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Cadmium zinc telluride CZT based gamma-ray detector

(Image from Kromek)

Introduction

Cadmium zinc telluride CZT is a room temperature semiconductor that directly converts x-ray or gamma photons into electrons and holes.
It is a unique semiconductor compared with silicon and germanium detectors, in that cadmium zinc telluride CZT operates at room temperature and can process >100 million photons / second /mm2. Additionally, CZT’s spectroscopic resolution clearly outperforms any commercially available scintillator. The unique combination of spectroscopy and very high count rate capability at room temperature makes CZT an ideal detector solution for many applications.

Detector

The detector we used is the SDP 310/Z/20 built by Ritec. The Spectrometric Detection Probes Model 310 (SDP310) are miniature portable gamma-ray detection devices used for measurement of gamma ray spectra in a range of an energy registered more then 50 keV.
The SDP310 contains a single CZT detector, charge sensitive preamplifier and stainless steel housing of 0.8 cm external diameter connected in a watertight manner to a cable of 0.6 cm in diameter. Small external diameter of the SDP310 allows make measurements in out-of-the-way places. Small probe design also allows the detector to be well shielded and collimated for application in strong radiation fields.
The technical data of the detector are the followings :

  • Bias Voltage = 200 V
  • Energy Resolution (FWHM) =16.9 KeV (for Cs137 662 KeV)
  • Polarity Pulse : Negative
  • Detector Volume = 20 mm3
  • Detector Type = CdZnTe quasi-hemispherical detector
  • Efficiency (for Cs137 662 KeV) = 0.3 %
  • Preamplifier integrated, preamplifier supply +12 V, -12 V
  • Radiation window : 0,25 mm stainless steel

The image below shows the detector.

Setup

Our setup comprises the detector, +12 V, -12 V supply, the HV detector bias voltage supply and the shaper amplifier. The HV bias is produced by the precision regulated power supply HV80A from AiT Instruments. That component is capable to produce a voltage in the range 10 – 80 V, so less than the recommended value of 150 – 200 V. With that bias the resolution will be little worse than expected, anyway we are able to get good results even with this bias voltage.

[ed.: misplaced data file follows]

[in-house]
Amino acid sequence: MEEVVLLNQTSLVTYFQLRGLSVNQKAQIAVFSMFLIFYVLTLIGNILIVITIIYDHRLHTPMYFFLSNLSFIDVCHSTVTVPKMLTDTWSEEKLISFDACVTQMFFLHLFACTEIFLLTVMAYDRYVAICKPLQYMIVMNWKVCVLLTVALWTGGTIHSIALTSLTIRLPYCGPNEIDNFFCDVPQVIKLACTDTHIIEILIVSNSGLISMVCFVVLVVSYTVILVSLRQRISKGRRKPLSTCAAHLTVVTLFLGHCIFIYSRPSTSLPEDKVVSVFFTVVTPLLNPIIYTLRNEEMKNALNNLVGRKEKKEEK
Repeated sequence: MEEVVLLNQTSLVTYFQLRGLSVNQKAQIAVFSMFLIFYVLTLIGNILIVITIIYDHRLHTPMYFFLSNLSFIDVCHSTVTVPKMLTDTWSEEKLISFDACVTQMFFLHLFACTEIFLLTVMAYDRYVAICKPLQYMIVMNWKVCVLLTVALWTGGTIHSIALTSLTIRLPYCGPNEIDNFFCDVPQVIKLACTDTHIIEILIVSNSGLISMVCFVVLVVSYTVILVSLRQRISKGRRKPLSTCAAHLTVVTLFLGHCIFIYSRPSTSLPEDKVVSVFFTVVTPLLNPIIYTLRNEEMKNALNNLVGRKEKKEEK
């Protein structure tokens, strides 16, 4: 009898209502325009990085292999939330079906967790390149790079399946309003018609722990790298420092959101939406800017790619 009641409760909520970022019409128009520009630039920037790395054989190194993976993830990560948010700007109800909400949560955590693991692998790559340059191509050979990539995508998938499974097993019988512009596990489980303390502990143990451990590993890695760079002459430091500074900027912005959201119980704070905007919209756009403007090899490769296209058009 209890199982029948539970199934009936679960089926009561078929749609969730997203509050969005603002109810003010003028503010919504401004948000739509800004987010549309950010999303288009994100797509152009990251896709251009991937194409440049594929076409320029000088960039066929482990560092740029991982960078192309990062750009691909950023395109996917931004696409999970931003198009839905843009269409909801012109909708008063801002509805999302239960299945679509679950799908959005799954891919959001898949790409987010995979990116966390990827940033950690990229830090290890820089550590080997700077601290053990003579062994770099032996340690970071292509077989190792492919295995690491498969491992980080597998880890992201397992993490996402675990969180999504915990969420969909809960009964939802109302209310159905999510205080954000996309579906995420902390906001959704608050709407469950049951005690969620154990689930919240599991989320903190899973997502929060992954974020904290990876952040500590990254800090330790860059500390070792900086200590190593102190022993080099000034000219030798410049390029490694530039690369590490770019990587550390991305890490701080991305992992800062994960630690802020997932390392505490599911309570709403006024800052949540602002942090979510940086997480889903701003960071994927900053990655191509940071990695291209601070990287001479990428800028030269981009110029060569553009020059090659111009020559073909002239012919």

The shaper amplifier has been already described in the post PMT Pulse Processing (ENG). The image below shows the whole setup (too many wires …).

With our setup we checked the pulses generated by the detector and the pulses coming out of our shaper amplifier. The scope traces show, in blue, the pulse from the detector and, in yellow, the pulse from the shaper amplifier. The detector pulse, with negative polarity, is amplified with the integrated charge preamplifier, it lasts for around 300 – 400 μs with exponential decay, and its amplitude is around 20 mV, The output pulse has a gaussian shape with duration of about 100 μs and an amplitude of around 200 mV. With these features this kind of pulses can be easily acquired with our MCA : MCA Theremino.

Subsequently we improved the setup, using a low-ripple HV generator capable of delivering a voltage of 150 – 200 V, therefore in line with the suggested value. All the connections and the shaping amplifier were inserted inside a metal box, as shown in the figure below:

Inside the box we have placed the sensor connections and the shaping amplifier already described in the post PMT Pulse Processing (ENG)

The sensor has been placed on a wooden support:

Acquired Spectra

With the setup described above we have acquired the gamma spectra of some sample sources. The detector has a rather small CZT crystal inside and this results in a low detection efficiency, especially with increasing gamma radiation energy. For this reason it is advisable to place the sensor directly in contact with the source and carry out the acquisition for a sufficient time to accumulate a high number of pulses.

The spectra below were acquired with a minimum time of 2 hours.
The sample sources we used are the following:

  • 1 μCi Am241
  • 0,25 μCi Cs137
  • 1 μCi Na22

In addition to these we also acquired the gamma spectrum of an uraninite sample (uranium ore) and the gamma spectrum of a sample of Monazite sand (thorium ore).

Americium 241

Cesium 137

Sodium 22

Uraninite

Monazite

The results obtained, despite the somewhat improvised setup, are very good. The energy resolution, in the medium energy range, is between 2% and 3%, therefore in line with expectations. The detector is also sensitive to relatively low energies, in fact it responds well to the 60 KeV of the Americium. The linearity of the sensor is excellent so it is sufficient to calibrate it in correspondence with a single sample energy (for example the 662 KeV of the Cs137), this characteristic can be appreciated in the uranium ore spectrum (in logarithmic scale) in which all energy peaks are placed in the correct position.
The only little problem is the low efficiency which, in the case of weak sources, requires long measuring times.

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